What The Science Says About These Cannabis Myths

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  1. The Good Doctor

    The Good Doctor Golden Member

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    We all know the stereotypes: Marijuana users are lazy couch potatoes or free-wheeling hippies who are unmotivated to work, exercise, or otherwise engage in a healthy lifestyle. But does the research bear out those assumptions? Or, are they myths?

    Marijuana laws—and attitudes—are changing at a swift pace across the United States. The drug, also commonly referred to as cannabis, has been legalized for recreational and medicinal use in numerous states, with legalization in more states on the way. Consider these facts:
    • According to data from Statista, the estimated number of cannabis consumers in the United States was 40.3 million people in 2019; that number is expected to rise to 46.6 million by 2025.

    • A recent Gallup poll shows that 68% of American adults now support legalization of marijuana.

    • Legal sales of marijuana at cannabis dispensaries skyrocketed during the early months of the coronavirus outbreak in 2020, with reports of average store revenue increasing by 52% to 130% across the nation at that time.
    Given marijuana’s increasing popularity and acceptance, perhaps it’s time to take a look at some of the preconceptions about the drug. Here are three myths about cannabis use and what the latest research says about their veracity.

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    Myth No. 1: Smoking cannabis leaves you unmotivated

    Does using marijuana make you a slouch? This reputation has been perpetuated by stoner characters in popular movies and culture, but the perception goes beyond that. As noted in a review published in Psychology of Addictive Behaviors, “amotivational syndrome” has been associated with heavy cannabis use for over 50 years, and this is largely due to the drug’s interactions with dopamine motivational circuitry in the brain. The authors note that the dopamine neurotransmitter reward system is activated by cannabis use, and several theories suggest that this may lead users to become uninterested in activities–other than consuming cannabis.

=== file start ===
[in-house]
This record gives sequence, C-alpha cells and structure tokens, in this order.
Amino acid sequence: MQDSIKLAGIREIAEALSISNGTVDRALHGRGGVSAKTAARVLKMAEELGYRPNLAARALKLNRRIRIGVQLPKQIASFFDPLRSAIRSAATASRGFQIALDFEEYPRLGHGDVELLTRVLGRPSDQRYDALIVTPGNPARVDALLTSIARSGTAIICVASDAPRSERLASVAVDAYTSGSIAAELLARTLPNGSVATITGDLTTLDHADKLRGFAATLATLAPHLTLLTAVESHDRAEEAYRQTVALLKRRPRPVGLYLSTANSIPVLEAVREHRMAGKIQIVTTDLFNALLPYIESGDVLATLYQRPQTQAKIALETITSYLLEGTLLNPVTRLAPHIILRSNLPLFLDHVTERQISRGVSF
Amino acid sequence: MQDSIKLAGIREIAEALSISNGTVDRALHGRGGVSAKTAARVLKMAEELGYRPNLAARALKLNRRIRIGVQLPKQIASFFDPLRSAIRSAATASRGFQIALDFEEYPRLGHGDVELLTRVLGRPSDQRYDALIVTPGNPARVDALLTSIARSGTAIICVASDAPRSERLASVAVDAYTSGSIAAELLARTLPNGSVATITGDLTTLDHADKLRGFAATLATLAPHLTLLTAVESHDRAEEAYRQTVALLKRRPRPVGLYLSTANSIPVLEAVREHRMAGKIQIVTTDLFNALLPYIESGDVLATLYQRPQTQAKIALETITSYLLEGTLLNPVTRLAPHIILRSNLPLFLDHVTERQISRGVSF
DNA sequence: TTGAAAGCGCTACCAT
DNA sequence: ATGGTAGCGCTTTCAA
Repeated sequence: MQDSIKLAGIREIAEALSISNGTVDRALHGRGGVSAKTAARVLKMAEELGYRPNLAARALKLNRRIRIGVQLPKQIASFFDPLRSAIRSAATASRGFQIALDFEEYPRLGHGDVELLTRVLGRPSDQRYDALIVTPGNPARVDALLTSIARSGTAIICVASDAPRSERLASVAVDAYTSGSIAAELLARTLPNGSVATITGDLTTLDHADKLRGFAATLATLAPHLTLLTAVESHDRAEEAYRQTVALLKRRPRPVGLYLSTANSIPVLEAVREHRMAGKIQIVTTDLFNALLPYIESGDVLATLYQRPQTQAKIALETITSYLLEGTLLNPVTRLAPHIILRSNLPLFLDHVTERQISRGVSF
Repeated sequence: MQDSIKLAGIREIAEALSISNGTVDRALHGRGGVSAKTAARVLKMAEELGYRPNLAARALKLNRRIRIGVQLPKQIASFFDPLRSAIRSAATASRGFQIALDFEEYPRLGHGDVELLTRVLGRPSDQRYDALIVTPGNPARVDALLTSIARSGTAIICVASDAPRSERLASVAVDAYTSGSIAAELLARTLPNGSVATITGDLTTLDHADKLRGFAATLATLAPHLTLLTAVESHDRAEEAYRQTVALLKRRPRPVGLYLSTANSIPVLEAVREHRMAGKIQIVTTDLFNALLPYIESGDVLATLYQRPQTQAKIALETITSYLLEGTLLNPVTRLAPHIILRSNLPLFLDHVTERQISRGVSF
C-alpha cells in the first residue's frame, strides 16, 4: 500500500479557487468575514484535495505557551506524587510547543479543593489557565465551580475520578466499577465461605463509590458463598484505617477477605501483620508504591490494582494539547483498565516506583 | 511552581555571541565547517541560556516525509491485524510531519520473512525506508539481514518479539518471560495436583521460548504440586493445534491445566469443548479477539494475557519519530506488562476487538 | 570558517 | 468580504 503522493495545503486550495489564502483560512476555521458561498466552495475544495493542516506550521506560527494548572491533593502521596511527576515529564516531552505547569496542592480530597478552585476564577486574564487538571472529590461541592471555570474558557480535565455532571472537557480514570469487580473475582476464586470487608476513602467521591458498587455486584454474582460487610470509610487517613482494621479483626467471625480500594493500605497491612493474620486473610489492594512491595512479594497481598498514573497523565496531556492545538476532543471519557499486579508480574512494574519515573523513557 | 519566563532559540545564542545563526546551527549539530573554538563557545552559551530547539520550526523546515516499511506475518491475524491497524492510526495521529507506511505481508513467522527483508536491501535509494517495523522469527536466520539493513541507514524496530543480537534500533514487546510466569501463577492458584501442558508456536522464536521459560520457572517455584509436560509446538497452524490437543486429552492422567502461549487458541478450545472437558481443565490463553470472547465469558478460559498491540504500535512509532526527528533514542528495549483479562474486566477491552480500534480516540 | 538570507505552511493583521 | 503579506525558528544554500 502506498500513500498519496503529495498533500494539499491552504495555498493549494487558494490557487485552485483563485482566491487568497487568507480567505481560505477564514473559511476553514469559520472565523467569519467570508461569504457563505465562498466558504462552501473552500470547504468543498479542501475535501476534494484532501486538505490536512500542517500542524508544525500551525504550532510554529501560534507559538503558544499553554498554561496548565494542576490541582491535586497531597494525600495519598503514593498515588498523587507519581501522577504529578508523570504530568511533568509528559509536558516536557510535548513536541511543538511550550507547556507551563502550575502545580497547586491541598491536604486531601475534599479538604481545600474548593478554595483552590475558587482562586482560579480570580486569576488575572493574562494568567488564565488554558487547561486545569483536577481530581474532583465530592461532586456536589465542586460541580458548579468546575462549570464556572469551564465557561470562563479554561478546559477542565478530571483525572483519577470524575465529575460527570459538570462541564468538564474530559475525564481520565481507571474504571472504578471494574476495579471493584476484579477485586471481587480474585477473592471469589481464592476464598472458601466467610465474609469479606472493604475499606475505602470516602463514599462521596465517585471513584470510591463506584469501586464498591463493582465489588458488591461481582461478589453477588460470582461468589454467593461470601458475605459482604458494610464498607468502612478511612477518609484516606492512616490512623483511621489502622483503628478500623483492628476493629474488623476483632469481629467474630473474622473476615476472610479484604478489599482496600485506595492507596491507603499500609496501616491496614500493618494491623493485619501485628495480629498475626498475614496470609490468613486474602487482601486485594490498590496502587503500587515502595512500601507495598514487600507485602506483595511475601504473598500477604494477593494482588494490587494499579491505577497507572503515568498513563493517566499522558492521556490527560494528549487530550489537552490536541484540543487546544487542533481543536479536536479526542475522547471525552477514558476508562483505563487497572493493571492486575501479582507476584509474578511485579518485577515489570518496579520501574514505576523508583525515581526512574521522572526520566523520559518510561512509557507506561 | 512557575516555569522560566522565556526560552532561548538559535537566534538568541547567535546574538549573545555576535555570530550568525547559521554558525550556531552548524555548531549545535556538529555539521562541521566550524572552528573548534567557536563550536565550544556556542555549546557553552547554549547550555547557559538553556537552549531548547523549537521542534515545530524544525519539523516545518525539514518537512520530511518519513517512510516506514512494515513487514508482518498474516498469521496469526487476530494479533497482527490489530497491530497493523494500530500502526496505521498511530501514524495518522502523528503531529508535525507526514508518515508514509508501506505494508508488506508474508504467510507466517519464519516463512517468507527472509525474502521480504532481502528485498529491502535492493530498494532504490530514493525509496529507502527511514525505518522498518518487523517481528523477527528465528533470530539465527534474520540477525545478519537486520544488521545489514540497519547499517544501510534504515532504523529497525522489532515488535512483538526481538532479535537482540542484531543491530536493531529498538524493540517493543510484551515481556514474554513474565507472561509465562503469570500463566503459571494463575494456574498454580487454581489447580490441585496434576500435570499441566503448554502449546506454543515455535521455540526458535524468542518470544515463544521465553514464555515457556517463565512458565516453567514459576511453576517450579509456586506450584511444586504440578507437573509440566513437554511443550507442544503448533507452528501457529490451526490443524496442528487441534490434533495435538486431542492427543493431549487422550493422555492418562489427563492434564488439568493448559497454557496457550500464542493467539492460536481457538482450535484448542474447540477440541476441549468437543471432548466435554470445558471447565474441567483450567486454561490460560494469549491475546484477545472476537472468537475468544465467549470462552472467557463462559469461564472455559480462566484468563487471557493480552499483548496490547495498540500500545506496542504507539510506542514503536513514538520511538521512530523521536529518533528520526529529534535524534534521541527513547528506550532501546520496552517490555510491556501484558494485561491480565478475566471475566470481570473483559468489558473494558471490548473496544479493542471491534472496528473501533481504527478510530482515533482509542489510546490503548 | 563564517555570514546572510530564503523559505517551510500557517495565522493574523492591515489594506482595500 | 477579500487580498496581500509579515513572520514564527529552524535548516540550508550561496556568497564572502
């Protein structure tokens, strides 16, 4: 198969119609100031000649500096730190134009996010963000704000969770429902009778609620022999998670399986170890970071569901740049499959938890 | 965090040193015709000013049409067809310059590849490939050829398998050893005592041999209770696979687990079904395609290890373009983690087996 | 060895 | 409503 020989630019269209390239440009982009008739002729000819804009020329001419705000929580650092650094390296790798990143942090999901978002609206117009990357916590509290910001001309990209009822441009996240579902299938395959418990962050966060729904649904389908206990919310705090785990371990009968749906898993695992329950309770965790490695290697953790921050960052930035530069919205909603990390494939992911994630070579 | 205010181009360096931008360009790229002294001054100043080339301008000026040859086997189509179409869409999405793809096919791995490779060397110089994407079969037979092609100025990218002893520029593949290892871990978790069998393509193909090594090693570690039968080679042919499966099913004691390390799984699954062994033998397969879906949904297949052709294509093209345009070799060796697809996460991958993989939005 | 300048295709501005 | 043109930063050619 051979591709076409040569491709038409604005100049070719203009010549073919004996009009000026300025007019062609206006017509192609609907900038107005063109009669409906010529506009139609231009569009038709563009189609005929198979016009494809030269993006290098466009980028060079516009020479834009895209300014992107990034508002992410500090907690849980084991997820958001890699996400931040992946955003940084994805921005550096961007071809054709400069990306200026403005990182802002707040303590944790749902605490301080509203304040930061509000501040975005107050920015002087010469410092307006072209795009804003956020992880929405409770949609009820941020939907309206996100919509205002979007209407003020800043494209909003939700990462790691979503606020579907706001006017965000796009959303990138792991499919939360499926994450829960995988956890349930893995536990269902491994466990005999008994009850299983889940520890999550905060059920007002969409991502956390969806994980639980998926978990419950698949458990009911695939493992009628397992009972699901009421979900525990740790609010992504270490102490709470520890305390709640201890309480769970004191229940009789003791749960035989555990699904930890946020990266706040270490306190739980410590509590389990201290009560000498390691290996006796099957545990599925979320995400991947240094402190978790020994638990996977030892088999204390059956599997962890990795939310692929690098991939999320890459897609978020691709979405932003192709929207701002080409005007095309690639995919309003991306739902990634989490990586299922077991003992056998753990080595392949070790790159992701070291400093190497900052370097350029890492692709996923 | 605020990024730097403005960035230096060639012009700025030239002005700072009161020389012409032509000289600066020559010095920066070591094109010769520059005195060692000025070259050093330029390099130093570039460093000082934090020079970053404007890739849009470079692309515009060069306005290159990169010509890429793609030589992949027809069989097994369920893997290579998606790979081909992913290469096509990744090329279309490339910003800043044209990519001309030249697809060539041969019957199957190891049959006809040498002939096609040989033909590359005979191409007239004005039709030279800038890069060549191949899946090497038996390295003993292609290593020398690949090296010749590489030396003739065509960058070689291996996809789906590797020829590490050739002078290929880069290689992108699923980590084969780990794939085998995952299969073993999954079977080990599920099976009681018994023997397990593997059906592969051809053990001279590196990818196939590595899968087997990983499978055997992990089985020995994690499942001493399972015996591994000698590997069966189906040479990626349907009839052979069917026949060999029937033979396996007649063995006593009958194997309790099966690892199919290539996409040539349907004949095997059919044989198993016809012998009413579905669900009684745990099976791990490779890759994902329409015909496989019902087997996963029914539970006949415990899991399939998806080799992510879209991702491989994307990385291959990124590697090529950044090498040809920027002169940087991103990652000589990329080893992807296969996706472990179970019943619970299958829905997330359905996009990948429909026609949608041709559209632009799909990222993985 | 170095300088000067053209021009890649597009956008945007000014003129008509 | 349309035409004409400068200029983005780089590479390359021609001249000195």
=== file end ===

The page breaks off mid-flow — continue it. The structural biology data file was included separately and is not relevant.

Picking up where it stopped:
However, the review’s authors found that there isn’t a lot of evidence to support this. They analyzed the findings of 22 studies, focusing on questions about whether cannabis users are less motivated than others and whether there is a causal relationship between cannabis use and motivation.

    Of the 22 studies, nine found that heavy cannabis use was associated with decreased motivation. However, only six of these studies controlled for the influence of confounding variables, which were not consistent across the studies. For example, depression was not measured, despite its scientifically supported effect on motivation. In fact, one of the studies found that, after controlling for depression, the apparent relationship between cannabis use and “reward learning” did not persist.

    “Importantly, studies have varied in the extent to which they controlled for confounding variables, as well as in their definition and operationalization of motivation, their assessment tools, and the levels of cannabis use in their sample,” the authors wrote.

    The authors ultimately concluded that study findings are mixed on whether amotivational syndrome is a common condition for cannabis users. While there is some evidence of a causal relationship between cannabis use and reduced motivation, there are still too many research gaps—including questions over whether reduced motivation is related more to addiction, rather than cannabis specifically.